#Open journalism No news is bad news

Your contributions will help us continue to deliver the stories that are important to you

Support The Journal
Dublin: -1°C Friday 4 December 2020

3 Midweek Longreads: Why Murder She Wrote rules

Longreads to savour or save.

Entertainment - Angela Lansbury - Olivier Theatre, London Source: PA Archive/Press Association Images

IF YOU WANT a juicy longread to sink your teeth into, you’ve come to the right place.

Here are three to save for a moment of peace, or devour straight away.

1. We <3 You, Jessica Fletcher

Turns out that Angela Lansbury’s character was a feminist boss. Here’s the story behind the show.

(Cleo, mins)

Fischer worried that if Lansbury were cast he would have to alter the project. (“How would Shakespeare rewrite Macbeth to star Billy Crystal?”) But he needn’t have worried. Similarly to many of the show’s criminals—and just as often, the authorities—who routinely underestimated Fletcher, so too did Fischer underestimate Lansbury. But the reason the show works is because of what Lansbury brings to it: she plays the widow with equal parts charming comedic airs and take-no-bullshit feminism.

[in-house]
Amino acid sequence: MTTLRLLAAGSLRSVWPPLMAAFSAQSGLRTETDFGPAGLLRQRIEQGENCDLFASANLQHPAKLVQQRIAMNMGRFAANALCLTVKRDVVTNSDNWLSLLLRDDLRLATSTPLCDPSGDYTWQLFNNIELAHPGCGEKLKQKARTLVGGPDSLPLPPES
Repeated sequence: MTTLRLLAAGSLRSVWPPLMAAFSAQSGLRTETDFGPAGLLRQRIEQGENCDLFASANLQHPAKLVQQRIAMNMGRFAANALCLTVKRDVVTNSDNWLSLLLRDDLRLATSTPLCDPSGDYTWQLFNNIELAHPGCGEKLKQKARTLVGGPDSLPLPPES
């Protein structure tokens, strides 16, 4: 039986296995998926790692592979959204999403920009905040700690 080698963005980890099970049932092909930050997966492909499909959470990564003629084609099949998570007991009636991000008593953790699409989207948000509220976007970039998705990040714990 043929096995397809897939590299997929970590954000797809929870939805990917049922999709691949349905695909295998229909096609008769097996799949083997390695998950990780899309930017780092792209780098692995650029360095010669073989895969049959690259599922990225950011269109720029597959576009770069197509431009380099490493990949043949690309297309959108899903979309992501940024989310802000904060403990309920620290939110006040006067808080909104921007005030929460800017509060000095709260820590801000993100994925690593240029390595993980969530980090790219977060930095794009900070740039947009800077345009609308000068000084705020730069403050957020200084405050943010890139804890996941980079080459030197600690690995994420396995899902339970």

2. An oral history of Speed 3

The true story behind one of Father Ted’s most legendary episodes.

(DailyEdge.ie, 7 mins)

Because [Pat Mustard] had been shagging all these women on the island, Ted had to figure out who was having all this sex. That’s where the hairy babies came into it. Dougal and Ted were at a bonnie baby contest and Ted noticed all of these hairy babies. It was just lovely how the whole story kind of fell together.

3. Woman at war

Lynsey Addario is an award-winning war photographer, and this is what it’s like to work where many of us fear to tread.

(The National, 15 mins)

 “Look, I felt like I got off easy because I wasn’t being smashed in the back of the head by a gun butt. Yes, I was being groped. Every single soldier in Libya was touching my breasts and my butt. I was terrified I would be raped. But I wasn’t being hit on the back of the head with a gun. The men felt the opposite, like this poor woman is being sexually assaulted. No one has the right to say which kind of trauma is worse. For me just listening to them getting beaten up day after day was the most miserable experience. I felt like I couldn’t do anything.”

Love longreads? Check out Sitdown Sunday every week>

Read next: